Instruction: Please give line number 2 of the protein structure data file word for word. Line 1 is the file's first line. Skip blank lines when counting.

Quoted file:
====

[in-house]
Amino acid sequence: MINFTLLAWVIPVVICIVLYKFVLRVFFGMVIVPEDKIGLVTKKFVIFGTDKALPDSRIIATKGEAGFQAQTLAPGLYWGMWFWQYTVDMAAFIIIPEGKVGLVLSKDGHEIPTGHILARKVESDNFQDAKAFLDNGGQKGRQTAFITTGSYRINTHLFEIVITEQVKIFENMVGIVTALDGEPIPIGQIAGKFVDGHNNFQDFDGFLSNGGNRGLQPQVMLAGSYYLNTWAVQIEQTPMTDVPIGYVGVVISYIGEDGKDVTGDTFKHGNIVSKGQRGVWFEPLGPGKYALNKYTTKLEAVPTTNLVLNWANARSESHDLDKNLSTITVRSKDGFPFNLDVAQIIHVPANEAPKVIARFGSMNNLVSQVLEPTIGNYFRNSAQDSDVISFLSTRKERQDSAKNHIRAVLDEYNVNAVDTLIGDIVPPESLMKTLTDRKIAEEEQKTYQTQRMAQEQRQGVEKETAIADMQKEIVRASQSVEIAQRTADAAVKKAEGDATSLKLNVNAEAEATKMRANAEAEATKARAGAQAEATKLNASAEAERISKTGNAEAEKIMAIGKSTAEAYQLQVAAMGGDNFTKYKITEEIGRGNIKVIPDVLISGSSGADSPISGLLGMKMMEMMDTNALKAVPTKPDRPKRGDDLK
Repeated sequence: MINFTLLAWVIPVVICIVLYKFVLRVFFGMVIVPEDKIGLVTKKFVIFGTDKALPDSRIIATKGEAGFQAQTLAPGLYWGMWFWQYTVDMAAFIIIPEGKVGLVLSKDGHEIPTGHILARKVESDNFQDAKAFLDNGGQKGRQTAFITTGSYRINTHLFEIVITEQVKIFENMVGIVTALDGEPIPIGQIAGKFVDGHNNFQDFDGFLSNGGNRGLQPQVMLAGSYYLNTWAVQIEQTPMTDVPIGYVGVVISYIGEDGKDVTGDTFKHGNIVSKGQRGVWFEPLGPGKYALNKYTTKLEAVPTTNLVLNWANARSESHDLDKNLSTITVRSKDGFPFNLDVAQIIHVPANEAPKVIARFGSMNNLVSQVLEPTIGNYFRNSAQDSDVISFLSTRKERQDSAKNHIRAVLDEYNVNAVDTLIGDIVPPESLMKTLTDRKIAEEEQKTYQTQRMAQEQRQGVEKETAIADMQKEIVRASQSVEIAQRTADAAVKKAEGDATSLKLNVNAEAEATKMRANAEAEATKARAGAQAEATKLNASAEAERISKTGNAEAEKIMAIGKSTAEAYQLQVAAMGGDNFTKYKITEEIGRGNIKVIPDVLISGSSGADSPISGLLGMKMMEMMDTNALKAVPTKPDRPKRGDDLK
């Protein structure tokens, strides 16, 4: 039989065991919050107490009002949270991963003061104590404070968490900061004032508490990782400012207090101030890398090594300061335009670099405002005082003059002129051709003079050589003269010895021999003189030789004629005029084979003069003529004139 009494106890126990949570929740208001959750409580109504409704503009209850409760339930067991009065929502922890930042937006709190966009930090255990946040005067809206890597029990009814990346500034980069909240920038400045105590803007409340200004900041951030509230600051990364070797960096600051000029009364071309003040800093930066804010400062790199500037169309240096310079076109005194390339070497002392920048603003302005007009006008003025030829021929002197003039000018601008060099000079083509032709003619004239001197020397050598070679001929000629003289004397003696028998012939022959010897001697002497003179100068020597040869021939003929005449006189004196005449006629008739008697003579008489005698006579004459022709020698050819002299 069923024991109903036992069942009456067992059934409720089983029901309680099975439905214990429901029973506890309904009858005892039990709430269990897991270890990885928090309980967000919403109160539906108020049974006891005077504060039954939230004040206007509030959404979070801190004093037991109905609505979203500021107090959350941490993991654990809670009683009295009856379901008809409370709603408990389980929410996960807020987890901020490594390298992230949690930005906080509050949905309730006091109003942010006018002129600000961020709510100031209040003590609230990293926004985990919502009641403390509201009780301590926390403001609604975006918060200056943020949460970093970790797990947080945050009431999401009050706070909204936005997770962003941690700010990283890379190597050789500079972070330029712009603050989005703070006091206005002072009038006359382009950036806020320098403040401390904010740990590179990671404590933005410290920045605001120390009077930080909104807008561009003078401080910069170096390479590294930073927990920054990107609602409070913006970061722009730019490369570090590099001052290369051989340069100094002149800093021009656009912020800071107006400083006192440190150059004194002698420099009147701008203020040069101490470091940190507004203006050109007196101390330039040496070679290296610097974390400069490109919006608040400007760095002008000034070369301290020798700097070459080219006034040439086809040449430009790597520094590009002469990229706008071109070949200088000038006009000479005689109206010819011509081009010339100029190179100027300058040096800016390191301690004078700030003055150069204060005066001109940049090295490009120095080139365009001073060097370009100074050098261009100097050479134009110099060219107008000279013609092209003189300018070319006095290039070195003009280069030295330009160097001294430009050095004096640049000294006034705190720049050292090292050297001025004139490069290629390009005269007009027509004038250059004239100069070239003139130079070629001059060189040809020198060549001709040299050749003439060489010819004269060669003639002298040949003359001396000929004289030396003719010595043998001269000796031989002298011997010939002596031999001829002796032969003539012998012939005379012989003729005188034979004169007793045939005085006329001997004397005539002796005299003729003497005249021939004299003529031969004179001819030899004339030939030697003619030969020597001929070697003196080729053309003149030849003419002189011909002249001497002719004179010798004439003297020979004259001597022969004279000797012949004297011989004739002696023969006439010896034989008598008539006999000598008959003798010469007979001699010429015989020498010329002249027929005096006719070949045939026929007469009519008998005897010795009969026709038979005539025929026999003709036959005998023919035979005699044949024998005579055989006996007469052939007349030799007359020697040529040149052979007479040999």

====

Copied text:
Amino acid sequence: MINFTLLAWVIPVVICIVLYKFVLRVFFGMVIVPEDKIGLVTKKFVIFGTDKALPDSRIIATKGEAGFQAQTLAPGLYWGMWFWQYTVDMAAFIIIPEGKVGLVLSKDGHEIPTGHILARKVESDNFQDAKAFLDNGGQKGRQTAFITTGSYRINTHLFEIVITEQVKIFENMVGIVTALDGEPIPIGQIAGKFVDGHNNFQDFDGFLSNGGNRGLQPQVMLAGSYYLNTWAVQIEQTPMTDVPIGYVGVVISYIGEDGKDVTGDTFKHGNIVSKGQRGVWFEPLGPGKYALNKYTTKLEAVPTTNLVLNWANARSESHDLDKNLSTITVRSKDGFPFNLDVAQIIHVPANEAPKVIARFGSMNNLVSQVLEPTIGNYFRNSAQDSDVISFLSTRKERQDSAKNHIRAVLDEYNVNAVDTLIGDIVPPESLMKTLTDRKIAEEEQKTYQTQRMAQEQRQGVEKETAIADMQKEIVRASQSVEIAQRTADAAVKKAEGDATSLKLNVNAEAEATKMRANAEAEATKARAGAQAEATKLNASAEAERISKTGNAEAEKIMAIGKSTAEAYQLQVAAMGGDNFTKYKITEEIGRGNIKVIPDVLISGSSGADSPISGLLGMKMMEMMDTNALKAVPTKPDRPKRGDDLK